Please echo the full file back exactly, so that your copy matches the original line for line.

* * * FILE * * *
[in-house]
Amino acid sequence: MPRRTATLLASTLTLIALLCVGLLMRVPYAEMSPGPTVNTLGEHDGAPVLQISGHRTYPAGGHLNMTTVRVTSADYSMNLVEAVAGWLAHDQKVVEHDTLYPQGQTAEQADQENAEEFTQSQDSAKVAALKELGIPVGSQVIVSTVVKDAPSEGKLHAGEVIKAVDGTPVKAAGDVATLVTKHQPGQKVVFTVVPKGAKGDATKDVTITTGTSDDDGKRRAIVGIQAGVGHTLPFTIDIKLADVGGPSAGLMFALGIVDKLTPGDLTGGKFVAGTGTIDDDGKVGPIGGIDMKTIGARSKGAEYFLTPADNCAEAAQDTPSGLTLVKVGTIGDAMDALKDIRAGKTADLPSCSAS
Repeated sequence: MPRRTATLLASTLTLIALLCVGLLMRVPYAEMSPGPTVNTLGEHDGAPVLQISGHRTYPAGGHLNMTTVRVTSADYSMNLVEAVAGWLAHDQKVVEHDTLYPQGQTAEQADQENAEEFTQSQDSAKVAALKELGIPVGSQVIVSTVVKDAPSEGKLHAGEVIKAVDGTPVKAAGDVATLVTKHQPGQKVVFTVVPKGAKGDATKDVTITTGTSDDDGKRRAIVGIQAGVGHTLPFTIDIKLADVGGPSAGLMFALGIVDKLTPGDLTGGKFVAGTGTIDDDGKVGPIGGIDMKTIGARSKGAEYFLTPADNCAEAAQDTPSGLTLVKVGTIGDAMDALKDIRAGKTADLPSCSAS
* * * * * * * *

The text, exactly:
[in-house]
Amino acid sequence: MPRRTATLLASTLTLIALLCVGLLMRVPYAEMSPGPTVNTLGEHDGAPVLQISGHRTYPAGGHLNMTTVRVTSADYSMNLVEAVAGWLAHDQKVVEHDTLYPQGQTAEQADQENAEEFTQSQDSAKVAALKELGIPVGSQVIVSTVVKDAPSEGKLHAGEVIKAVDGTPVKAAGDVATLVTKHQPGQKVVFTVVPKGAKGDATKDVTITTGTSDDDGKRRAIVGIQAGVGHTLPFTIDIKLADVGGPSAGLMFALGIVDKLTPGDLTGGKFVAGTGTIDDDGKVGPIGGIDMKTIGARSKGAEYFLTPADNCAEAAQDTPSGLTLVKVGTIGDAMDALKDIRAGKTADLPSCSAS
Repeated sequence: MPRRTATLLASTLTLIALLCVGLLMRVPYAEMSPGPTVNTLGEHDGAPVLQISGHRTYPAGGHLNMTTVRVTSADYSMNLVEAVAGWLAHDQKVVEHDTLYPQGQTAEQADQENAEEFTQSQDSAKVAALKELGIPVGSQVIVSTVVKDAPSEGKLHAGEVIKAVDGTPVKAAGDVATLVTKHQPGQKVVFTVVPKGAKGDATKDVTITTGTSDDDGKRRAIVGIQAGVGHTLPFTIDIKLADVGGPSAGLMFALGIVDKLTPGDLTGGKFVAGTGTIDDDGKVGPIGGIDMKTIGARSKGAEYFLTPADNCAEAAQDTPSGLTLVKVGTIGDAMDALKDIRAGKTADLPSCSAS